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Body Composition May Hasten Hip Osteoarthritis

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osteoHigher fat mass and increased body mass index (BMI) adversely affected hip cartilage in women, while increases in fat-free mass were associated with beneficial cartilage changes at the hip for women and men, according to an Australian community-based study.

After adjusting for age and femoral head bone area, for every 1-unit increase in BMI, there was an associated 26 mm3 reduction in femoral head cartilage volume in women, although no such link was seen in men for BMI and femoral head cartilage volume, reported Flavia M. Cicuttini, MD, of Monash University in Melbourne, in colleagues.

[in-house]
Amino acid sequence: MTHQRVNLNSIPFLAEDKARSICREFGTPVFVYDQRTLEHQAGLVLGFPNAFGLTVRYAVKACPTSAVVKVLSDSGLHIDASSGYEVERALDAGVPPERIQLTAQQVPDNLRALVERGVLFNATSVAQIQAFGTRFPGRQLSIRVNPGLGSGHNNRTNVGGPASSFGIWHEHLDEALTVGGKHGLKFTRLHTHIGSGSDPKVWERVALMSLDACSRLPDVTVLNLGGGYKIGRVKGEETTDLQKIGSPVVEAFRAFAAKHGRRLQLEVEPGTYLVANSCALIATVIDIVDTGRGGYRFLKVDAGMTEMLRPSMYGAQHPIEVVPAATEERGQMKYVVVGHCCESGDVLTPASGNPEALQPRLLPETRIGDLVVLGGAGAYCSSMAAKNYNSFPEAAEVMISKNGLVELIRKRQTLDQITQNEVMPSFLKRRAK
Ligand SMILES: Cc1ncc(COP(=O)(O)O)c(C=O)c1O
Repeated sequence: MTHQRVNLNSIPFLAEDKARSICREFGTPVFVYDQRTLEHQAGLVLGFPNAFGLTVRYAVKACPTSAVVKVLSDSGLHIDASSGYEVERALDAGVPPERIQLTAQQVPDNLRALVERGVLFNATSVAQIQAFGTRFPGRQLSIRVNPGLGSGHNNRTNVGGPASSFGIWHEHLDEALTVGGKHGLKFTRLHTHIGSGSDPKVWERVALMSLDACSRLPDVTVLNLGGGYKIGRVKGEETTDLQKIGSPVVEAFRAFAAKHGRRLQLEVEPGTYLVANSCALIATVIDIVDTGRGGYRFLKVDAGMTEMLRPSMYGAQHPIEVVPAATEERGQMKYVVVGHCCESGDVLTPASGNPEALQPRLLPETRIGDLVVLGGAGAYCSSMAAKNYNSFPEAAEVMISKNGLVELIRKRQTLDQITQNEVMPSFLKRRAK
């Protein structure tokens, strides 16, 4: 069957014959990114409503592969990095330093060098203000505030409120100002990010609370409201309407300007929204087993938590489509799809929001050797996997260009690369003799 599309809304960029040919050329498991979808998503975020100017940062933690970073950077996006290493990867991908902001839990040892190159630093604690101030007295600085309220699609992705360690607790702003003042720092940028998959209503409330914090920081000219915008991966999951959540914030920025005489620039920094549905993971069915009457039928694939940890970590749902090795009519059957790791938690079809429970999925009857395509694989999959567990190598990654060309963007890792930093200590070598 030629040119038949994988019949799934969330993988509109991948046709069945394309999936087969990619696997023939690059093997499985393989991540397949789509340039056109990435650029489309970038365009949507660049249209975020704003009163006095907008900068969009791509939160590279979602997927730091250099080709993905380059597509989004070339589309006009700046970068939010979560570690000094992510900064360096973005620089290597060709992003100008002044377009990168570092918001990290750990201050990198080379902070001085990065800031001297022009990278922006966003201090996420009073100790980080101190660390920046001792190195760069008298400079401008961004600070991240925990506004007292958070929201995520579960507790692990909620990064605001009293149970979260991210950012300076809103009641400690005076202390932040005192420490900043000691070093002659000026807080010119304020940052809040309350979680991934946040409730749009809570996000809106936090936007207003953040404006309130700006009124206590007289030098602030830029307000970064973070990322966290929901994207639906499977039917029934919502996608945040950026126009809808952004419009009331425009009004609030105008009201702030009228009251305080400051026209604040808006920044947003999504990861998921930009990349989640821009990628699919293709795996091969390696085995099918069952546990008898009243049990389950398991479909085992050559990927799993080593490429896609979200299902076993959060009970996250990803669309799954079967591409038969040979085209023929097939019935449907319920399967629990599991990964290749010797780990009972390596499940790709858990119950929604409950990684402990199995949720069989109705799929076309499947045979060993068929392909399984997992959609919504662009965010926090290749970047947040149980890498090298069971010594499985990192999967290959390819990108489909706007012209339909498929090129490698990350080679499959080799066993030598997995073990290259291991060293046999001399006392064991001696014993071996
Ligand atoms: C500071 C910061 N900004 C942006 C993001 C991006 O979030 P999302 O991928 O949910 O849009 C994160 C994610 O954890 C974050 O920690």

The results “likely represent very early structural joint damage” given that the study population had no clinical hip disease, the investigators osteo 2wrote in Arthritis Research and Therapy.  However, they added that “the mechanisms by which an increased BMI and fat mass adversely affects hip cartilage is unknown. It is possible that deleterious structural changes may in part be due to excessive loading of the hip joint caused by increased body mass. For instance, through altered joint biomechanics, obesity may remodel hip bone. In turn, abnormal bone geometry could act as an intermediary between obesity and cartilage damage.”

Source: Medpage Today

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